Who’s got the risk?  When you make a promise, you typically have to do it, even when doing it becomes more troublesome and expensive than you previously anticipated.  But there are some troubles that are so great and so surprising that we’ll say that the risk of such events were not assumed.


In this case, the contract is avoided.  The promoters don’t have to pay.  If they have paid, they have to get their money back.  The big deal is that the owner is not in breach and therefore is not liable for the significant losses that the promoter has incurred by reasonably relying on the owner’s promise and being disappointed when it can’t be and isn’t performed.


So granting an excuse is good for the person excused, but it’s bad for the person on whom the excuse operates.


How do we think about these cases?  Well, what were the underlying assumptions?  What risks were exchanged when the contract was made?  What risks were not contemplated?  Was there an event catastrophic enough to grant an excuse?


Tompkins v. Dudley


A builder almost finishes building a new school, but then it burns down.  The builder says that he ought to get an excuse, but the court says no and says that he must build it over again, at which point he’ll get paid once even though he built it twice.  This case represents the current state of the law.  But why do we do it this way?  Why is no excuse allowed here?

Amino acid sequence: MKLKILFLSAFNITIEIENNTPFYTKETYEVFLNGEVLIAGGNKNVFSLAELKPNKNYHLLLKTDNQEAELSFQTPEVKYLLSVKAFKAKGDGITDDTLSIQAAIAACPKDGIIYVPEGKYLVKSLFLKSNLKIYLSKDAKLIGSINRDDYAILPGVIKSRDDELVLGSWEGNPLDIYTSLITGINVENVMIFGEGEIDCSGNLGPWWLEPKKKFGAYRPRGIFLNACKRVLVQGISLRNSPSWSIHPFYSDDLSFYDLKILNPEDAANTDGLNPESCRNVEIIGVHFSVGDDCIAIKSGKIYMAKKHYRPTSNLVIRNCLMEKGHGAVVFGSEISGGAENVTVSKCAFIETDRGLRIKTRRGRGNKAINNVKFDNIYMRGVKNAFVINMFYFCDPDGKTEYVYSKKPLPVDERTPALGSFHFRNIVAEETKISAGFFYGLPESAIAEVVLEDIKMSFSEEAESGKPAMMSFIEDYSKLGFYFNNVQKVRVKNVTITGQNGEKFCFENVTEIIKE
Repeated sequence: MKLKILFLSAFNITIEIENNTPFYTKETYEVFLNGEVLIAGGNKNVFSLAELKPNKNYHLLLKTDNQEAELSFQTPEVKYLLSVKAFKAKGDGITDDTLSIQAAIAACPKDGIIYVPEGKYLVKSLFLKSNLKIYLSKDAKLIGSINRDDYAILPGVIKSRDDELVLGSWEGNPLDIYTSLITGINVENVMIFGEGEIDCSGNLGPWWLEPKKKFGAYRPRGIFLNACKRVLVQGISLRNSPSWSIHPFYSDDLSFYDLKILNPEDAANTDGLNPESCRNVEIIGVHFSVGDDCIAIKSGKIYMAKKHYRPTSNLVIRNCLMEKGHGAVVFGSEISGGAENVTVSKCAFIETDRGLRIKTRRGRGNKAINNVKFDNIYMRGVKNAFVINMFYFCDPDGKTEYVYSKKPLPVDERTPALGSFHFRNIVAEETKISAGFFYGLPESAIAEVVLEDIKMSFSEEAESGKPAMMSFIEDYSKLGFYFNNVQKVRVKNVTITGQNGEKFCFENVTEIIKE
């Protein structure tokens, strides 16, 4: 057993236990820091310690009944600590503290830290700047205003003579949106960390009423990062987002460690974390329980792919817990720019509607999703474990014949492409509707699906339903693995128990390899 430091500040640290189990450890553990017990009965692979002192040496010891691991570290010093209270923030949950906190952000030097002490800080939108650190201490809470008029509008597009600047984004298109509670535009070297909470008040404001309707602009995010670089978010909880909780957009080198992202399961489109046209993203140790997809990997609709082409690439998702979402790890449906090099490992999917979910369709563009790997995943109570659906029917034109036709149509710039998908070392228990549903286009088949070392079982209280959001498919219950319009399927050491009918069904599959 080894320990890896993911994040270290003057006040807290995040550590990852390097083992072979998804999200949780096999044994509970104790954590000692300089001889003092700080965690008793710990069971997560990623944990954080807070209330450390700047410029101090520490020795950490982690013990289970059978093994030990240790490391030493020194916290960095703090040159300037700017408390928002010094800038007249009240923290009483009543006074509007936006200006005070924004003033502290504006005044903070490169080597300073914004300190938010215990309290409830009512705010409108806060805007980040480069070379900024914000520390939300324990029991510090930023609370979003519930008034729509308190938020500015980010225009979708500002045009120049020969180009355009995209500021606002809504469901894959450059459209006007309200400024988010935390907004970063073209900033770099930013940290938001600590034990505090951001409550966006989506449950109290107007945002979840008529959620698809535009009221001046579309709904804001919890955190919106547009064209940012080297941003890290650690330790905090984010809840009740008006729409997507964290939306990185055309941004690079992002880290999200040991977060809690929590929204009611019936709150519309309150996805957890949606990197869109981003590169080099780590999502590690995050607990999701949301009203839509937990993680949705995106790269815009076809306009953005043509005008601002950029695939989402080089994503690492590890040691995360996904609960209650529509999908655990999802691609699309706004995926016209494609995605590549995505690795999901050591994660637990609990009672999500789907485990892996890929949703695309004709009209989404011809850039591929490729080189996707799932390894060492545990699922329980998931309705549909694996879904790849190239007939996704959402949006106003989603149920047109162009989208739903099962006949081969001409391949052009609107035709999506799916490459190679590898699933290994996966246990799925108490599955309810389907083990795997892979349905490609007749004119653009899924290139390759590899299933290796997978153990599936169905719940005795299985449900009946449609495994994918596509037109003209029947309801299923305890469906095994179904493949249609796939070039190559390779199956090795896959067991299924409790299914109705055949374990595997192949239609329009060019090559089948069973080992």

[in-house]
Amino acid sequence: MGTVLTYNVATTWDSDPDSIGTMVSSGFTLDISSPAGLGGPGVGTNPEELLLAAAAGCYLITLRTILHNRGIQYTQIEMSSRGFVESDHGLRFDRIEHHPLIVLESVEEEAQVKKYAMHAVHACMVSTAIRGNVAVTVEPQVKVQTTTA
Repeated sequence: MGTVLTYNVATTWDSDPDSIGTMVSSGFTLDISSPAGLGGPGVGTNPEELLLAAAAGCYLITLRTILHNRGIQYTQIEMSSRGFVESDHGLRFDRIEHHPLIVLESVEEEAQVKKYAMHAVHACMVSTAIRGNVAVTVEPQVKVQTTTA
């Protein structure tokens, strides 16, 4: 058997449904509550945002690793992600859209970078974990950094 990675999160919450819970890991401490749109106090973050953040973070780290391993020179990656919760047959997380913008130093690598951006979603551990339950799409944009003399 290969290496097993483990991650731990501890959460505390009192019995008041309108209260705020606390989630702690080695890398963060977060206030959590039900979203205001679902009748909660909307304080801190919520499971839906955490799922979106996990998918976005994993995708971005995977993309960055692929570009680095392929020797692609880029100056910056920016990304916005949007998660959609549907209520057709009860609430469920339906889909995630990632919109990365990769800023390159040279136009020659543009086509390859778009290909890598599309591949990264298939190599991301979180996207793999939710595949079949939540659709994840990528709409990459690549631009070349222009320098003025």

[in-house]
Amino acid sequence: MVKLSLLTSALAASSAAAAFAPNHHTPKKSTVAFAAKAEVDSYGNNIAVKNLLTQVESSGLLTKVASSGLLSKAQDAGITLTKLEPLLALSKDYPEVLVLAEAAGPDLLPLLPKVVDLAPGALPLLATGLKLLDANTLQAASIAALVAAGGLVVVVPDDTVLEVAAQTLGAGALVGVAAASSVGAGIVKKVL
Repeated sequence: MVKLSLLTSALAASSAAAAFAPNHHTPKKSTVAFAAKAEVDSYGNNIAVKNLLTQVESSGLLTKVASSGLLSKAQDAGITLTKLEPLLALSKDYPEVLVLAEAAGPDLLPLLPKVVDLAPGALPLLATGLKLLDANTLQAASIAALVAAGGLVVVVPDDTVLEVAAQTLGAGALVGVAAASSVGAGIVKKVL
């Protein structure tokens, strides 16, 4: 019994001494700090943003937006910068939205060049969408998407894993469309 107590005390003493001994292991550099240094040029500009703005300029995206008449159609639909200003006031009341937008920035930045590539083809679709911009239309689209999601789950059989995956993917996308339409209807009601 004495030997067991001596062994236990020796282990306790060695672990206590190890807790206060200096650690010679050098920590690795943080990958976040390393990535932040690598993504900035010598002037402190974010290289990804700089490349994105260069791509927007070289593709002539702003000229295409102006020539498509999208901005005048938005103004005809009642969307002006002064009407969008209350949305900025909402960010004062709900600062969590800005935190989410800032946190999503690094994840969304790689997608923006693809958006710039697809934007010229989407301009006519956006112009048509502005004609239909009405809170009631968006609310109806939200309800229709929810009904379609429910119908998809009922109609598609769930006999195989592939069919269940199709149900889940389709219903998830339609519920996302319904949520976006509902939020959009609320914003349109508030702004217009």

One way to explain this result is precedent.  There is authority for saying that we’ll put the risk on the builder.  Just like mutual mistake and identifying the underlying basic assumptions, there are hard issues here.


Keep in mind two things:


1.     This is a good situation for the parties to have express clauses that settle what happens in the case of a fire, flood, labor disturbance, war, or anything else.  We have lots of clauses like this, and these clauses frequently serve useful purposes.  It’s easier to read and apply these clauses than to figure out what the underlying basic assumptions were.

  1. There’s something to be said for predictable precedents when we’re dealing with unpredictably destructive events.  Having predictable rules also makes it easier to contract out of them.  If you don’t like it, why has it persisted?  Because parties can agree around it.  They can shift the loss to an insurance company.


What’s the difference between this case and, on the one hand, Taylor, and on the other hand, Carroll v. Bowersock?